Thank you for taking the time to listen to me tell you why I’m a Constitutional Monarchist. I wasn’t sure whether to end with a quote from the not so great Constitutional Lawyer, Dennis Denuto about the vibe of the Australian Constitution, or return to the ever great words of Edmund Burke. I’ll let you work out which conclusion I reached when I say: “A man full of warm, speculative benevolence may wish his society otherwise constituted than he finds it, but a good patriot and a true politician always considers how he shall make the most of the existing materials of his country. A disposition to preserve and an ability to improve, taken together, would be my standard of a statesman. Everything else is vulgar in the conception, perilous in the execution.”

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Constitutional Monarchy: Why the Status Quo

Here is quite a plain and simple summary of my arguments in favour of retaining our system of Constitutional Monarchy:

(Please Note: large sections of this rely on material in David Flint’s “The Cane Toad Republic,” “Twilight of The Elites” and the Crowned Republic Website; view here: http://www.crownedrepublic.com.au/)


“Without the Queen, there can be no Crown. And without the Crown, the heart of Westminster system would become political.” – David Flint, Twilight of the Elites, Freedom Publishing, 2003; p 102

What is the Crown?

The Crown was defined by the High Court in Sue v Hill as encompassing:

(i) The Sovereign’s regalia;
(ii) The body politic;
(iii) The international personality of a body politic;
(iv) The “government” or “executive”; and
(v) The Sovereign’s powers with respect to a body politic.

I would like to refer to David Flint’s definition of the Crown as embodying several aspects:

(i) The Sovereign: HM The Queen Elizabeth II is the Sovereign;
(ii) The Constitutional Head-of-State: Viceroys, Governors & Governor- General;
(iii) The Legislature:
(iv) The Executive:
(v) The Fount of Justice:
(vi) The Fount of Honour:
(vii) Command –in-Chief: The Command-in-Chief of the military and naval forces of the Commonwealth is vested in the Governor-General;
(viii) Employer of the Public Service;
(ix) Constitutional Guardian.

The Crown as a non-partisan Constitutional Auditor and Umpire:

The Crown is a constitutional auditor and umpire, and not compromised by partisan interests. As Winston Churchill said, “The Crown is important not for the power it wields, but for the power it denies others”


Royal Assent – While the Crown (the G-G & State Governors) can only act on ministerial advice this does not mean he/she is a rubberstamp. In order for Royal Assent to be granted it follows that what is being asked of the viceroy is: (i) legal; and (ii) following due process as defined by parliament. Sir Guy Greene described this process as embodying four steps: (i) requiring a precise statement of what the Minister intends the Governor-General to do; (ii) an indication of the source of power or legal authority to take that action; (iii) particulars of any conditions that need to be satisfied before that power can be exercised; and (iv) the Governor-General may require the Minister to enunciate how those conditions have been satisfied.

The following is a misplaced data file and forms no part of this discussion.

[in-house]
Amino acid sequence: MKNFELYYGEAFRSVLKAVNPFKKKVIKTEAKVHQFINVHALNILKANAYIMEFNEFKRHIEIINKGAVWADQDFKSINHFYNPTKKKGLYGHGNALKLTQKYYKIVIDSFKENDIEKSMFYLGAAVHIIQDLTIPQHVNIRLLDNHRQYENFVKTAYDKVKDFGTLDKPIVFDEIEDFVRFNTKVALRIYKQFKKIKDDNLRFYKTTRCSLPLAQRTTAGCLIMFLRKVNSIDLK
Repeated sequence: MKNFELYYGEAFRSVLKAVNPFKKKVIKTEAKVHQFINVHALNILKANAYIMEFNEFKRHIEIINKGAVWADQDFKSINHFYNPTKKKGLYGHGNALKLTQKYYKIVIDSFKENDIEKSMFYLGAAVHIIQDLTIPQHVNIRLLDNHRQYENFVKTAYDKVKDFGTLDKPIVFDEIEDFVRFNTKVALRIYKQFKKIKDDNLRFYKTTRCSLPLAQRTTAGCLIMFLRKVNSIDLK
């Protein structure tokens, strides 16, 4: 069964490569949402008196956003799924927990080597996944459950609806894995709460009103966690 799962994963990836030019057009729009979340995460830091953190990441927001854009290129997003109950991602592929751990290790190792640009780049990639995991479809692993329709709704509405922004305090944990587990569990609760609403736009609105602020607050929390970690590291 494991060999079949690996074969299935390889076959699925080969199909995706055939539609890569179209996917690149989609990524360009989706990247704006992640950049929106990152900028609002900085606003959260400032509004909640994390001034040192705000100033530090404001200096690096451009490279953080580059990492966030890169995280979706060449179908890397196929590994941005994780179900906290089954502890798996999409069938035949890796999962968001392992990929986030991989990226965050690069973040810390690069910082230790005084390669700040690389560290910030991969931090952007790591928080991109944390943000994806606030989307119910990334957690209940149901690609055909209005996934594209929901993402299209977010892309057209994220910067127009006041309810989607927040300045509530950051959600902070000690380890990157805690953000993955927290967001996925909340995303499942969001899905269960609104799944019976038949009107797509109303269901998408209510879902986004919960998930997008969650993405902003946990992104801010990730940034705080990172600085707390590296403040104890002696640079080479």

This function would no doubt be compromised by politics were the office replaced with either an elected official, or selected by parliament.


The Reserve Powers – The Governor-General & State Governors reserve powers by virtue of the Crown. These cannot be exercised by The Queen, nor can they be contested in a court being “non-justiciable.” This has happened famously in two cases in our nation’s history. In 1975 when Governor -General Sir John Kerr withdrew the Commission of the Prime Minister after determining that he intended to rule illegally without supply. And in 1932 when Governor Sir Philip Graeme removed the commission of the NSW Premier, Jack Lang, after concluding that his repudiation of the State’s debts were contrary to the law.

If the Governor-General was replaced by either elected officials, or appointed by parliament, they would necessarily be compromised by political interests. In the former they would need a mandate to earn themselves the popular support of the people. In the latter case they would need the support of a party machine. In both cases their ability to make impartial determinations would be greatly compromised than is the status quo.

A non-partisan Public Service & Judiciary:

We could expect a more political public service were we to become a republic. The Public Service, Police, the Judiciary and the Armed Forces owe their allegiance and tenure not a political party, but to the Crown. Through the Crown they owe an ultimate loyalty to the people. Contrast this with the United States where all facets of government are inherently political. The rule of law is thus strengthened by the Crown.

Part of our History and Heritage:

The Crown is our oldest institution pre-dating federation. David Flint describes our nation as being built on six pillars:

– The Rule of Law;
– The English Language;
– The Crown;
– Westminster parliamentary democracy;
– Judea-Christian Culture; and
– Federation & federalism.


It’s often argued that a system of constitutional monarchy is more congenial to political stability. It’s argued that the balance between sovereign, executive and legislative powers allows for a less volatile system of government. We have a system where the Prime-Minister may sack the Governor-General, and likewise the Governor-General is empowered to withdraw the Prime-Ministers Commission – each checks the other. Contrast this with the situation in the United States where it’s difficult for congress to impeach the President; but easy for the President to veto legislation, and even bypass congress altogether by issuing executive orders. It would be difficult to come up with a republican model that could provide the same stability that our system provides.